Then the bureaucrats did indeed retaliate against soldiers who spoke to the press and smuggled reporters in and out of Walter Reed for months.
Soldiers at Walter Reed Army Medical Center’s Medical Hold Unit say they have been told they will wake up at 6 a.m. every morning and have their rooms ready for inspection at 7 a.m., and that they must not speak to the media. . . . It is unusual for soldiers to have daily inspections after Basic Training. . . .
The Pentagon also clamped down on media coverage of any and all Defense Department medical facilities, to include suspending planned projects by CNN and the Discovery Channel, saying in an e-mail to spokespeople: “It will be in most cases not appropriate to engage the media while this review takes place,” referring to an investigation of the problems at Walter Reed. — Army Times
A government bureaucracy can never deal with these sorts of problems in a manner any of us would think reasonable. As mentioned before, social programs are simply something government cannot do. The reason, of course, is bureaucracy, a natural component of any government agency. National security columnist and attorney Phillip Carter explains that bureaucracies have a reverse BS filtration system where, when information is passed up the chain of command, “excrement is added to the final product, instead of being removed. . . . By the time information reaches a senior commander or civilian official, it no longer reflects reality.”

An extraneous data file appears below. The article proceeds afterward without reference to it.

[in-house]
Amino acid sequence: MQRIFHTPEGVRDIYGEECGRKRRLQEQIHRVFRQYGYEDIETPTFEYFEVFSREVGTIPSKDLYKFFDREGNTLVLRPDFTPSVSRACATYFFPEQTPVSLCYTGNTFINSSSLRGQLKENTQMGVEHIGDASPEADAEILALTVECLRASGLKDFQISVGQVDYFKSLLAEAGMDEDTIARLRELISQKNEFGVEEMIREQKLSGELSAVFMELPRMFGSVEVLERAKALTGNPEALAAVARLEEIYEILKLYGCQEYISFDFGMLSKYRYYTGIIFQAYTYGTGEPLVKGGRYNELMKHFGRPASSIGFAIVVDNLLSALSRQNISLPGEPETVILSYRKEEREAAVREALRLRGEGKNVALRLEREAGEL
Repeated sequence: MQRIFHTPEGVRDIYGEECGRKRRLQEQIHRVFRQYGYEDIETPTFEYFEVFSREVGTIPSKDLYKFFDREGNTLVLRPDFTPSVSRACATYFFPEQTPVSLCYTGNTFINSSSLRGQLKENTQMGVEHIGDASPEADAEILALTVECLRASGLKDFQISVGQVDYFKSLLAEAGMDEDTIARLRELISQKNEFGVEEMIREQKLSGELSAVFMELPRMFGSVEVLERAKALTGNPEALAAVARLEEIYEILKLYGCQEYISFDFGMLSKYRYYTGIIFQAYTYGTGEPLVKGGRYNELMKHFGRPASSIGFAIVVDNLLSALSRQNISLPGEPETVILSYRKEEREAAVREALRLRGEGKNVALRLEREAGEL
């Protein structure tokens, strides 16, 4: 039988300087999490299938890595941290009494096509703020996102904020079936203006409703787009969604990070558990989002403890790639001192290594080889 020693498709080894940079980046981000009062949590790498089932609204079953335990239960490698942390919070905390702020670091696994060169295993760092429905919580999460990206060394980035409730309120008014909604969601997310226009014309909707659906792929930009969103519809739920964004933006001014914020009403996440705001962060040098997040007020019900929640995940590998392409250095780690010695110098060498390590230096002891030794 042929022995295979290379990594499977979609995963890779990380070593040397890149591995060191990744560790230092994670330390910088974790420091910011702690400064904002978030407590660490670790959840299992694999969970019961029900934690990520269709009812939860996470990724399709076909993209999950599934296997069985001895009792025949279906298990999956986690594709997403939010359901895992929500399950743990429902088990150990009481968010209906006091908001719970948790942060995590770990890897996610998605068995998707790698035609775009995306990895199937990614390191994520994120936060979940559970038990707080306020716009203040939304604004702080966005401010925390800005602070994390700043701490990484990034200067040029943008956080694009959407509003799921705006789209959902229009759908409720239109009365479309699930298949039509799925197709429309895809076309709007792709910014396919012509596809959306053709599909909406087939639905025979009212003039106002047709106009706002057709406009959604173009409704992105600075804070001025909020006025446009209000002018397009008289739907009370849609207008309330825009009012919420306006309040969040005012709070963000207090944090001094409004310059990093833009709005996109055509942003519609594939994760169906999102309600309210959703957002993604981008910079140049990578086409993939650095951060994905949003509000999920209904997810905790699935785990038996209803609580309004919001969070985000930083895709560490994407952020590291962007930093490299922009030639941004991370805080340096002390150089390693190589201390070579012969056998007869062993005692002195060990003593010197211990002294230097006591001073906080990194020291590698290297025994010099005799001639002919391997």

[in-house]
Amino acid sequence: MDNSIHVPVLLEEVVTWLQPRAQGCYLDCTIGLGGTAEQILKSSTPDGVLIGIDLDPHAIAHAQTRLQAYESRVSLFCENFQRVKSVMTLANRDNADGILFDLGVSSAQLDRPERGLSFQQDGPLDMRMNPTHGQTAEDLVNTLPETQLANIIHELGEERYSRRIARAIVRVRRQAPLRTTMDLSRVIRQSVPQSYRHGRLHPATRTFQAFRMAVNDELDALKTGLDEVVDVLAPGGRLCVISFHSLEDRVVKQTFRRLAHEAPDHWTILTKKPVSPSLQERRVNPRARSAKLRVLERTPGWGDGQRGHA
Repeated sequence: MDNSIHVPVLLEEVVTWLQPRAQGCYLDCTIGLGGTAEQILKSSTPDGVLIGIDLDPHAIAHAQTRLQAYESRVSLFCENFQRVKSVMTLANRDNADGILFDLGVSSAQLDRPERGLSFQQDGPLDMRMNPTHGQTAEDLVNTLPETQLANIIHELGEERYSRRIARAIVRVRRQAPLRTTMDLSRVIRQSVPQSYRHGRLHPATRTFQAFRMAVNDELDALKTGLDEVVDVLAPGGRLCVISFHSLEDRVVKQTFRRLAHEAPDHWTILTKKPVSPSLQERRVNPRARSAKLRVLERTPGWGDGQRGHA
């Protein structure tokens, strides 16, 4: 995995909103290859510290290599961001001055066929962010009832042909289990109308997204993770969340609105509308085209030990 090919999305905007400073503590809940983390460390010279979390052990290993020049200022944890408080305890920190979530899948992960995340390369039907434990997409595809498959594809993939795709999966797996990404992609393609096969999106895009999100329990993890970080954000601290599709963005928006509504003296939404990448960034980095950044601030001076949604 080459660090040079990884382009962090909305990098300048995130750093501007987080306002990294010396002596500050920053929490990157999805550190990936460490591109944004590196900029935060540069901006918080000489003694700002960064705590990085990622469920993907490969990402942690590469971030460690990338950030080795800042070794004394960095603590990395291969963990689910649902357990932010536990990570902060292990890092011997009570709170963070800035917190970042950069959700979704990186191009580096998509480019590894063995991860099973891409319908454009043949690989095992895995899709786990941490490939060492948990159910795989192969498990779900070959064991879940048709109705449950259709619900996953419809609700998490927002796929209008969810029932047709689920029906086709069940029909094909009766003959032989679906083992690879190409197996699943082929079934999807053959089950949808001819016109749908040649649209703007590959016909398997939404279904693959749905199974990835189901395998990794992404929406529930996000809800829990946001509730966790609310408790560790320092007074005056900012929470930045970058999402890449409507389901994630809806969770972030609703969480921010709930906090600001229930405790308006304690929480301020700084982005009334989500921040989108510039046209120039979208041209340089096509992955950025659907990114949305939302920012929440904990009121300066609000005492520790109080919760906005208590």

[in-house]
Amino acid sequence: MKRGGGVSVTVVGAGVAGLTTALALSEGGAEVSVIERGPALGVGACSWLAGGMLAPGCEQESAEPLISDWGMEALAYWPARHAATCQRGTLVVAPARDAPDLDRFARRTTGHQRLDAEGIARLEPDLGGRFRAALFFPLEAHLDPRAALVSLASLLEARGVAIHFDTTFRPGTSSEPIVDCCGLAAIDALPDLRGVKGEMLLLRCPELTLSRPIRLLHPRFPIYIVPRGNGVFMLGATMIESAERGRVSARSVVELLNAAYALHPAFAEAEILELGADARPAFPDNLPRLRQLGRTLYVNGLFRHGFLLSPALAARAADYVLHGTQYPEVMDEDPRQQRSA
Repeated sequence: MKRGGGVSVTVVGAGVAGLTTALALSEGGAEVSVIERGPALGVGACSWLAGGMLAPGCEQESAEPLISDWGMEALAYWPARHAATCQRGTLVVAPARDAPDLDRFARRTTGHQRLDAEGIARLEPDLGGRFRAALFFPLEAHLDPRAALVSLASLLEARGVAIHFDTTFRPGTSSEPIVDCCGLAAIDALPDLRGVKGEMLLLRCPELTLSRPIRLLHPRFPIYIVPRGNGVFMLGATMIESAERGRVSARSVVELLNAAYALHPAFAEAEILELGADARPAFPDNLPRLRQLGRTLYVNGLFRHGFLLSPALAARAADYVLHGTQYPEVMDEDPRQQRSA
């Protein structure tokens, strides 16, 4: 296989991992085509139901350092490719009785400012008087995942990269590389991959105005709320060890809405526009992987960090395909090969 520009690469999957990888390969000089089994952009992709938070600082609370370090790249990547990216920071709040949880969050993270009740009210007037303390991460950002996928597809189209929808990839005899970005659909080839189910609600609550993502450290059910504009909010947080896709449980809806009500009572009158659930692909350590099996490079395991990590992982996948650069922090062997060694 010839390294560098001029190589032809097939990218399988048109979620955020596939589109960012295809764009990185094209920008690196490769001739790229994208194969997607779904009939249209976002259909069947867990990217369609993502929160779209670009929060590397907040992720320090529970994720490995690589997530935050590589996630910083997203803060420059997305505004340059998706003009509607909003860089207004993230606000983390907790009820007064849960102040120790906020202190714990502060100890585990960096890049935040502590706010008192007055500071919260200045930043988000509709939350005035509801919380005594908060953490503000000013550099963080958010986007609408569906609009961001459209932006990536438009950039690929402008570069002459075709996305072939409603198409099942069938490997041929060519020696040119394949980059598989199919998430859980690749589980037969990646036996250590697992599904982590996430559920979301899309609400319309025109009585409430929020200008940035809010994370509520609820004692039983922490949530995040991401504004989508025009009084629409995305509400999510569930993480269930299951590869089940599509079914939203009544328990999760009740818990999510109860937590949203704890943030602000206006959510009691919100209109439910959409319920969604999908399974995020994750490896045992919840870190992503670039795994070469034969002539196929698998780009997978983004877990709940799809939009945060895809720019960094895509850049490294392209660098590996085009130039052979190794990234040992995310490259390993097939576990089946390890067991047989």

Everyone in the U.S. armed forces, including veterans, already has the sort of universal health care that the majority of uninformed Americans would like to foist on the rest of us. Studying this existing universal health care system will show exactly how this nice-sounding idea utterly fails in practice.
But the problem with universal health care is worse than dirty, rat-infested hospitals with the normal hospital staff replaced with uncaring bureaucrats straight out of the DMV. In Canada and Britain, which both have this type of socialized health care, actual health care services are strictly rationed. I’ve read more reports than I care to count of people whose doctors don’t care one bit for them, and just move them through “routine” visits, and of people who die while on months-long waiting lists for necessary life-saving procedures such as emergency heart surgery. In fact, this is the norm in every country with socialized health care.
Of course, these things happen sometimes in the U.S. too, but most people mistake the reason. The reason, of course, is that the health care system here is partially socialized already. This is why doctors no longer make house calls, only spend five minutes or less on your $100 office visit, and don’t seem to care. But at least you can still get your heart bypass surgery before you die — for now.
I’m sorry to burst your bubble, but that’s the way it is, and the sooner you learn to accept reality, the sooner you’ll get over this universal health care thing and maybe help actually solve the health care problem instead of making it worse.